Progress however has been slow. One reason is the lack of a unified construction industry body to lobby the government to pass the bill. Attempts to bring various professional bodies together have been met with apathy. Civil engineers, planners, architects, surveyors involved in the sector are instead on entrenching their positions within the sector.
The industry bodies are also generally uncompetitive. This is because they have remained traditional. They have failed to transform current economic demand into an opportunity to compete with international players and to access new markets in, for instance, the sub-region.
Informal and wasteful
This is consequent on the lack of deliberate policy direction in raising first-class contractors to be global competitors. Because of the transient nature of activities in the sector and its ability to absorb relatively large numbers of unskilled workers, the sector is also heavily informal.
Above all, it appears that the political elite are using the industry to consume wealth. This happens when projects are discontinued upon a change of government or completely abandoned. This leads to locked-up capital in several abandoned projects.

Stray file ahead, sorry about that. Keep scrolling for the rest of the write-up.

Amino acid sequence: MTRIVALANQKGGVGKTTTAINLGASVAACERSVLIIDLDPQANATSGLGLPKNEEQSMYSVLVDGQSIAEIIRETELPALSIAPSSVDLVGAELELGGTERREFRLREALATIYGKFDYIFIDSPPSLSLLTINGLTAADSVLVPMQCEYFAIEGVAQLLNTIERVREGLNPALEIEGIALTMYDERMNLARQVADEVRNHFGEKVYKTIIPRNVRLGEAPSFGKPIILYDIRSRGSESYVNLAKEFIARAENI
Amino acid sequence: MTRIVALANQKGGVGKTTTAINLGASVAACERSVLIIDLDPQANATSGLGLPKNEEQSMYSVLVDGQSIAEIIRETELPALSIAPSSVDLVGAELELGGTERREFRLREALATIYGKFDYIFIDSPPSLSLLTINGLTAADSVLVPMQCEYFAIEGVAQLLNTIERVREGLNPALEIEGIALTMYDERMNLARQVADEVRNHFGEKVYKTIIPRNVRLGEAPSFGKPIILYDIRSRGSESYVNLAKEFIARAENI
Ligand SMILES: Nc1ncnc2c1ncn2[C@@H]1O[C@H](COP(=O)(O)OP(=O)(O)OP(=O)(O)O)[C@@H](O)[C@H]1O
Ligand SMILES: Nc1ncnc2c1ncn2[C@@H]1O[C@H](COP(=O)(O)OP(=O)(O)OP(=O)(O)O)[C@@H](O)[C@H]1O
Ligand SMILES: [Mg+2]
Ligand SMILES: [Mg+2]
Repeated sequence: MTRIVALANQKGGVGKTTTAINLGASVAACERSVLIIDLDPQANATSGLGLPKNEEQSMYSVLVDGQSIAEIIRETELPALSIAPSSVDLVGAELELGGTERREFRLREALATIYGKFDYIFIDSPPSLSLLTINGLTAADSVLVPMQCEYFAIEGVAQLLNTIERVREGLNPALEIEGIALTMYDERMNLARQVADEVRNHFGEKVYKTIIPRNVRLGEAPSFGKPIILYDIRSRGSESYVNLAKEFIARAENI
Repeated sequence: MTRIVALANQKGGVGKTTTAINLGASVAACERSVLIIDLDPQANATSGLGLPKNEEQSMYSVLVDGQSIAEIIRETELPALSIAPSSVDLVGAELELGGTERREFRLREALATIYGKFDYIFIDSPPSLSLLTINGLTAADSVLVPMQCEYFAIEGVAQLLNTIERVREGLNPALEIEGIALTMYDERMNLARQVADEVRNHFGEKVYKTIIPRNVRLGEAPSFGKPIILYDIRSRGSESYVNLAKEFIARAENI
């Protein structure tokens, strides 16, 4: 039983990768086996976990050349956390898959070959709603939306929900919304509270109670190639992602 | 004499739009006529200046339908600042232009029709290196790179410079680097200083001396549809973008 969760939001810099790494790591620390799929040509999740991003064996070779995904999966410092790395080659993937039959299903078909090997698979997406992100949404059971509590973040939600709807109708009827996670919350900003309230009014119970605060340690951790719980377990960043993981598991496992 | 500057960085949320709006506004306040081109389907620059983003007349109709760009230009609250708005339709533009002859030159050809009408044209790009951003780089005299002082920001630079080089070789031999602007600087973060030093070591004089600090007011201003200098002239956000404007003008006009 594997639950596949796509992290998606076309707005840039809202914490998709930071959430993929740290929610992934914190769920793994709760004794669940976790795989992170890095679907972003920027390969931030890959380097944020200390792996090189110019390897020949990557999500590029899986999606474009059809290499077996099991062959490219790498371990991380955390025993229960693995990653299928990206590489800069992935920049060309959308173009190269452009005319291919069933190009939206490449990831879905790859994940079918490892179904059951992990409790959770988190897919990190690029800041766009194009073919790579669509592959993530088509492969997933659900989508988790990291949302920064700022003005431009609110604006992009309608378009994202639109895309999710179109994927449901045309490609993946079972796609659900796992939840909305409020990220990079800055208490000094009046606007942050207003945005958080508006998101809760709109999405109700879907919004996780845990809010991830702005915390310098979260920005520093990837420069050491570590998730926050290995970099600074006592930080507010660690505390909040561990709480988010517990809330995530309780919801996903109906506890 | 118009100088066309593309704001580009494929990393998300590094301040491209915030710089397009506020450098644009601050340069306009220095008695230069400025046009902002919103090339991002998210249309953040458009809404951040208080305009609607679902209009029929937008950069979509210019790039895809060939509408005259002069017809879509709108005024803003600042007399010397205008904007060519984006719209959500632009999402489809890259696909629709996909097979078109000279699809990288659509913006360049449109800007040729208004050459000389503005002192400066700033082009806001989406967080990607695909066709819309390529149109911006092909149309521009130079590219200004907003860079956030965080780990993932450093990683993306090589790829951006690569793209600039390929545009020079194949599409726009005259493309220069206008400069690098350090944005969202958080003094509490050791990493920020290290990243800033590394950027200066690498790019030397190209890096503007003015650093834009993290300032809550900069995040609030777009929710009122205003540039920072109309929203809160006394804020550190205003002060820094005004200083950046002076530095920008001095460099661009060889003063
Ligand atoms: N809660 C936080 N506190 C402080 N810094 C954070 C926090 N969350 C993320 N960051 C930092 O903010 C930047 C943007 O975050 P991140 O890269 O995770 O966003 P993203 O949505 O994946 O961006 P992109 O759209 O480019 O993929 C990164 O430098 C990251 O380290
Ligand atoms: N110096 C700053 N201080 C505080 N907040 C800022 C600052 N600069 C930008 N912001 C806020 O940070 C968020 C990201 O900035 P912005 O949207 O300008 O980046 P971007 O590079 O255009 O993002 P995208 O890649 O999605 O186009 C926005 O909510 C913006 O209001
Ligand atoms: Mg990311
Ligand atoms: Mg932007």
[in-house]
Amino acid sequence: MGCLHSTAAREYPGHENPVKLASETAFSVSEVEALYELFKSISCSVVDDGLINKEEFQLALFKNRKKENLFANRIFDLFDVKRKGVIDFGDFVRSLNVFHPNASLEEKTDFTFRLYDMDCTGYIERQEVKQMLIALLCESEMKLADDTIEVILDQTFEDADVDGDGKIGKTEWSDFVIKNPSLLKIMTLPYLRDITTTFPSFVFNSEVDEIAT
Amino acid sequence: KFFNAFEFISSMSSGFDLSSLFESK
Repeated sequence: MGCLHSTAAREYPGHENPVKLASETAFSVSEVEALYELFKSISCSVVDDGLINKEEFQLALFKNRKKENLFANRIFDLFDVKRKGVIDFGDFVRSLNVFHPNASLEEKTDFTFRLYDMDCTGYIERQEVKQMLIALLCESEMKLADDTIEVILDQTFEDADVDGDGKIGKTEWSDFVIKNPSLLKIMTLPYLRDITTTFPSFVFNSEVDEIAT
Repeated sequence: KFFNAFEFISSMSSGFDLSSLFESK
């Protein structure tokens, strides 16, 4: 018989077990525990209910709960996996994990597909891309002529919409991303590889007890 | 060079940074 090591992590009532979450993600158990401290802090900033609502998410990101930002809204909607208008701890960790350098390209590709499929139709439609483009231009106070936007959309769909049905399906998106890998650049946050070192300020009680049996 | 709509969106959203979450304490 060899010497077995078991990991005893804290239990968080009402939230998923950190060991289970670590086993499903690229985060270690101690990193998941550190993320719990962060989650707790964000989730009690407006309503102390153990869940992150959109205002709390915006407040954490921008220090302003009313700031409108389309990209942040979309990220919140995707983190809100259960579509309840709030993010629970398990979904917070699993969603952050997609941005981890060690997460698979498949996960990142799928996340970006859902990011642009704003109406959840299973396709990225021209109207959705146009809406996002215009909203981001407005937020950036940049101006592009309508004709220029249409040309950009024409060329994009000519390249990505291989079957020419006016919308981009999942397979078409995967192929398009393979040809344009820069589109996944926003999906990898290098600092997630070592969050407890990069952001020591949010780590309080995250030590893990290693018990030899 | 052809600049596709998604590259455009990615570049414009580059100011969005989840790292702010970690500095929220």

Even though the constitution of Ghana mandates succeeding governments to continue projects started by their predecessors, it rarely happens. Completed projects that have turned into white elephants are constantly in the news and the political class plays the blame game.
There are lessons to be learnt from emerging economies such as China, Brazil, South Africa and India, whose contractors are beginning to influence the international market. They all have an apex body regulating and providing a deliberate construction industry development agenda. They have taken steps to enhance productivity and efficiency; set performance standards and integrate new technologies for efficiency. They have also improved occupational safety, health and environmental practices. They encourage technology transfer including export of construction products.
The global construction space is becoming more technologically advanced. Ghana cannot afford to remain stagnant and uncompetitive. There have been several calls for government policies to support better project management practices.